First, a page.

Letters to the Editor, Feb. 16, 2006

Fight busing changes
   The following was written to schools Superintendent Judith Ferguson and members of the Hopewell Valley Regional Board of Education and submitted to the HVN for publication:
The proposed consolidation of school bus routes has shocked our neighborhood. It’s all we speak of now. For, you see, we live on a "cul-de-sac." And according to the new consolidation guidelines, buses will no longer stop on "cul-de-sacs." Our cul-de-sac, however is 1.5 miles long. It is a winding road without sidewalks or closely spaced streetlights. The average speed is 35 mph. And there have been, in the last four years, two traffic incidents involving school children. After this dangerous walk the children will then wait on the side of the heavily traveled Route 546. The mothers of the 34 school-aged neighborhood children are outraged.
   But, Dr. Ferguson, it is not really outrage or anger. It is, quite simply, fear. We are terrified for the safety of our children. In Hopewell Valley, the place many people move to because of the excellent school system, suddenly we are worried that our children won’t even make it safely to school.
   Currently, my kindergartener’s bus stop is a reasonable 120 yards from our house. It is doable, even with her younger sister in tow. This reasonable situation is about to be turned into one that is downright ludicrous.
   Meanwhile, my daughter’s school friend who lives in a quiet neighborhood without a cul-de-sac may continue to enjoy her bus stop one house over. In addition, large full-sized school buses regularly pick up less than five kindergartner children. Let’s save money by reasonable bus stop consolidation and not using inappropriately-sized gas guzzling buses for light pick-ups.
   We’re scared, Dr. Ferguson, really really scared. The mothers in our neighborhood will do everything to fight this proposed dangerous bus stop.
   However, if, Dr. Ferguson, for some reason, in spite of our fight, this neighborhood is not able to keep our current bus stop, I am sending you an open invitation. I invite you to my house at 7 a.m. for a cup of coffee before you walk my 5-year-old daughter to her new bus stop. Leave early because it will take you 41 minutes. Bring a flashlight and reflectors for those dark winter mornings. You’re walking in the street, so stay clear of the oncoming traffic.
   And while you and my daughter wait patiently on the side of Washington Crossing-Pennington Road with the heavy rush of morning drivers zipping by at 50 mph, drinking their coffee and talking on their cell phones only feet from you, hold fast to her small hand. Her safety lies in yours.
   Parents: Voice your opposition to the superintendent: 737-4002 (ext. 2101). Sign the petition to stop hazardous busing: www.njsba.org/govrel/petition-s1701-a.pdf. Or attend a school board meeting on the third Monday of the month.
Rhona K. Wulf
Attention: township

To the editor:
All Hopewell Township taxpayers should have received their updated property tax valuations by now. Revaluation contractor Certified Valuations reports that it mailed the last of the notices on Feb. 2.
   Any taxpayer who has not yet received a notice should contact Certified Valuations directly at 818-0058 between 9:30 a.m. and 4:30 p.m.
   Taxpayers may arrange a hearing with Certified to understand, validate, or dispute their new valuations. Representatives of Certified Valuations will be available in the township during the day, evenings and on weekends for these hearings. The last day to schedule a hearing is Feb. 23. Please call 818-0058 to schedule a hearing.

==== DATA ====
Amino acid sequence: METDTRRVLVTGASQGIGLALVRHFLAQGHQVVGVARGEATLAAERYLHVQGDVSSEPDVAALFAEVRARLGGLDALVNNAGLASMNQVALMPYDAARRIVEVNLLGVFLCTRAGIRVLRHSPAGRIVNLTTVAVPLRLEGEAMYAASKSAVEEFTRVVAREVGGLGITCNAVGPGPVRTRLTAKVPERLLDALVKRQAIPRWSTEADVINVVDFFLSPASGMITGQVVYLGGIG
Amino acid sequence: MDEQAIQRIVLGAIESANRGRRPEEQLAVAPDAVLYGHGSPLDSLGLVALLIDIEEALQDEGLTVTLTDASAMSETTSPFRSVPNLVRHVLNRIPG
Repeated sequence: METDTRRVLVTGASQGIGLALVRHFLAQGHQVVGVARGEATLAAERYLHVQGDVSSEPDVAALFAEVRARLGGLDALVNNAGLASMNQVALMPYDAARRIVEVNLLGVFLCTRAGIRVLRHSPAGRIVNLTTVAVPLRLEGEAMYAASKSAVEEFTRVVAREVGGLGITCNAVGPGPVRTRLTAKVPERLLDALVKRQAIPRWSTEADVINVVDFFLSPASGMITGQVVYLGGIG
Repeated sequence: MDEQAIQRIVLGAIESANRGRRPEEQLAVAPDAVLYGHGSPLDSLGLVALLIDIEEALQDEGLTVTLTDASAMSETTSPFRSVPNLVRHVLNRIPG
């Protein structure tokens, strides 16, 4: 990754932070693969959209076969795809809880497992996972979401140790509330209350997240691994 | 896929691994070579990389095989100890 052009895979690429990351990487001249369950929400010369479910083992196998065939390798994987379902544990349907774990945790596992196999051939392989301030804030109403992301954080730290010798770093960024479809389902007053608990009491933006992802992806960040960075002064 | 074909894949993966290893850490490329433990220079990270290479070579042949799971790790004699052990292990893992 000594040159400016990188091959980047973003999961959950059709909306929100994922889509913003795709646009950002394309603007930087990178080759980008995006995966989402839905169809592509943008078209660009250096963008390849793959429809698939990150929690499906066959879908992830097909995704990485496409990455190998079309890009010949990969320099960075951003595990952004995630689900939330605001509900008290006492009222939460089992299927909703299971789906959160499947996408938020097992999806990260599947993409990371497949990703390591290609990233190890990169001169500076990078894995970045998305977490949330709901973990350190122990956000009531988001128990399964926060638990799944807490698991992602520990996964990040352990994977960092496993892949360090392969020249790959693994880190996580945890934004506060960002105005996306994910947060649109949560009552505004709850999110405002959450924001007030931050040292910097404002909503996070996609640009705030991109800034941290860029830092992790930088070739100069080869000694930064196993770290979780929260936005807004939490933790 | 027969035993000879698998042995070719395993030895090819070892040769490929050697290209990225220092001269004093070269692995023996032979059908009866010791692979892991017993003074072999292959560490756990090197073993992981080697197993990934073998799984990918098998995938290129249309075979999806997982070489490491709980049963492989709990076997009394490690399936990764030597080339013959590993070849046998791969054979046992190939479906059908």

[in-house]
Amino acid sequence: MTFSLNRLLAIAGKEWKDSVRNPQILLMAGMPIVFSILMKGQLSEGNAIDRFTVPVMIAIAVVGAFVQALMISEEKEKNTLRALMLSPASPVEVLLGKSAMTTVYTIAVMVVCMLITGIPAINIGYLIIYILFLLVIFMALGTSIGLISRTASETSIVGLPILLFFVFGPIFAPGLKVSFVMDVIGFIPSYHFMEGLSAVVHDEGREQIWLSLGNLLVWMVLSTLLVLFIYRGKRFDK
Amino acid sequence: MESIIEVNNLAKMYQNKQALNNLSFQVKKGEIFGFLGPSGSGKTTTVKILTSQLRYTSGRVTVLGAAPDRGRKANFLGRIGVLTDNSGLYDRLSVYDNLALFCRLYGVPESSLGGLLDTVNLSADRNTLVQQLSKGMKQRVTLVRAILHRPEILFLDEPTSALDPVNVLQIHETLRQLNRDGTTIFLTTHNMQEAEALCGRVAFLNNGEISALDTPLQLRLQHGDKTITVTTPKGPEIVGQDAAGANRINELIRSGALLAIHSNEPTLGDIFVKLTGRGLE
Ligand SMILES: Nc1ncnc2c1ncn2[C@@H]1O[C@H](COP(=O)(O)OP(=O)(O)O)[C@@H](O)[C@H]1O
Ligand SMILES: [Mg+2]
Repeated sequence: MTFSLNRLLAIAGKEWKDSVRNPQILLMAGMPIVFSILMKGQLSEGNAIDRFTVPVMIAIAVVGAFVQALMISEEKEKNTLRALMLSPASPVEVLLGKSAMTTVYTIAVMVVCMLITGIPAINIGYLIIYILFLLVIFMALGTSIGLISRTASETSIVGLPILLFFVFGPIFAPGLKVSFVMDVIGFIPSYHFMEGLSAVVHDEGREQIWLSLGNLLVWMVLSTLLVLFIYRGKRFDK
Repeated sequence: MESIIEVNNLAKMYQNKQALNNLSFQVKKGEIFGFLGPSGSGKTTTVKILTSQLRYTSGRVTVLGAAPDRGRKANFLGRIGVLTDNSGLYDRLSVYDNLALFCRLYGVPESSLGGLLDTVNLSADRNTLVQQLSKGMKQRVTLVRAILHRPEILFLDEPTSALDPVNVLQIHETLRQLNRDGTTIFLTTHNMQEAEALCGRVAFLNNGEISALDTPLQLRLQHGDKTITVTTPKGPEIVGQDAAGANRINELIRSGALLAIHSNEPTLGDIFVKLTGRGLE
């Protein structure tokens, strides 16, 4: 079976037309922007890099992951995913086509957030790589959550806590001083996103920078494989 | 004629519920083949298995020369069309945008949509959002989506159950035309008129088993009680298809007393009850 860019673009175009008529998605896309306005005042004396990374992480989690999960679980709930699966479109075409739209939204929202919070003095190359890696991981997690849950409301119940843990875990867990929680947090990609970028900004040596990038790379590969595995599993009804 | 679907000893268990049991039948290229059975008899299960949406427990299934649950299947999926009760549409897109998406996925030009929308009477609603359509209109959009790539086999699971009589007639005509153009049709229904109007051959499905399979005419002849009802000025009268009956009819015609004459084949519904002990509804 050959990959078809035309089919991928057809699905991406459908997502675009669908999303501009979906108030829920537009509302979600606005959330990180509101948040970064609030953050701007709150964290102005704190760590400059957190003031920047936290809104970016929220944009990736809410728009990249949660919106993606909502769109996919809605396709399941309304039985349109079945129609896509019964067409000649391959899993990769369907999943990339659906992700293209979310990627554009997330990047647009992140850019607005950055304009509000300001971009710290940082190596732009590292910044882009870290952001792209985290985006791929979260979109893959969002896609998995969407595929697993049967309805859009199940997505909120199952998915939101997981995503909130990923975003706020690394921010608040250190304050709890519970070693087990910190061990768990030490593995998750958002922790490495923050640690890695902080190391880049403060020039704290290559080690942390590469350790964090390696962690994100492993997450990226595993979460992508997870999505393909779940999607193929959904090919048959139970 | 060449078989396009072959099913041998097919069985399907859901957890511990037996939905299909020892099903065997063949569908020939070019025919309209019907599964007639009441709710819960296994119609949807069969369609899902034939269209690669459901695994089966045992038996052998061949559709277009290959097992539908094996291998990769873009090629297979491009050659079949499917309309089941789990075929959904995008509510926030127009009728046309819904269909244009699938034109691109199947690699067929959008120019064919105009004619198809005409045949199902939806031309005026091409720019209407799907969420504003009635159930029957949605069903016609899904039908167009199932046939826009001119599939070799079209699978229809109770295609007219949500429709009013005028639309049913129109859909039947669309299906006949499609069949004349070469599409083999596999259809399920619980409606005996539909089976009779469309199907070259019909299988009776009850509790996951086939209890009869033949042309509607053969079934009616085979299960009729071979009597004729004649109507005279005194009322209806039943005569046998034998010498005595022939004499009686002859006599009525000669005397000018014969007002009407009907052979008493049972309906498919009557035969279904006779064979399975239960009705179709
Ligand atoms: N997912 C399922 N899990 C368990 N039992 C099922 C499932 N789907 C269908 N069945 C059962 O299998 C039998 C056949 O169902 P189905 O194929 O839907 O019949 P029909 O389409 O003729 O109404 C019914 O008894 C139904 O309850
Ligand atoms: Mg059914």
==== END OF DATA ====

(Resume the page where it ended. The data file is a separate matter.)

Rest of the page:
For other questions about the revaluation, local taxes, or to begin the formal process of a tax appeal, Hopewell Township taxpayers should contact the township Assessor’s Office at 737-0607 (this is a corrected number from the one that appeared in HVN last week).
David Sandahl,
deputy mayor
Hopewell Township
House, dogs saved
To the editor:
We are the Eldridge family of Pennington. This past week our clothing dryer caught on fire while we were at work. If it had not been for Morris Fabian, Billy Loveman and Jeff Wittkop — all three of these men work for our Department of Public Works — we would not have a home and we would have lost two dogs.
   We would like to give our greatest thanks to these men, my neighbor, Michael Stepanoff, the Pennington Fire Company and anyone else who was involved in saving our dogs and our home.
   With our greatest thanks,
Kevin, Melissa,
Emma, Andrew and
Fox Eldridge and Baxter Sinclair
Asks for vote Saturday
To the editor:
I would like to offer my most sincere thanks to the Fire Commissioners of the Hopewell Township Fire District No. 1 for having the confidence to allow me to serve as an interim commissioner on the board. The time that I have served on the board has only strengthened my desire to serve the citizens of Hopewell Township. I turn to the voters to ask for your support, to allow me the privilege to continue to serve you, as I seek election to an unexpired two-year term on the Board of Fire Commissioners at the fire district election on Saturday, Feb. 18.
   I bring a lifelong passion for and 30 years of experience in the fire service to the citizens of Hopewell Township. I feel I am up to the challenges that present themselves and to continue the work to provide the very best fire and emergency service protection to the citizens of Hopewell Township. I ask you to join with me to meet those challenges and respectfully ask for your support and vote on Feb. 18.
Joseph M. Lenarski
Hopewell Township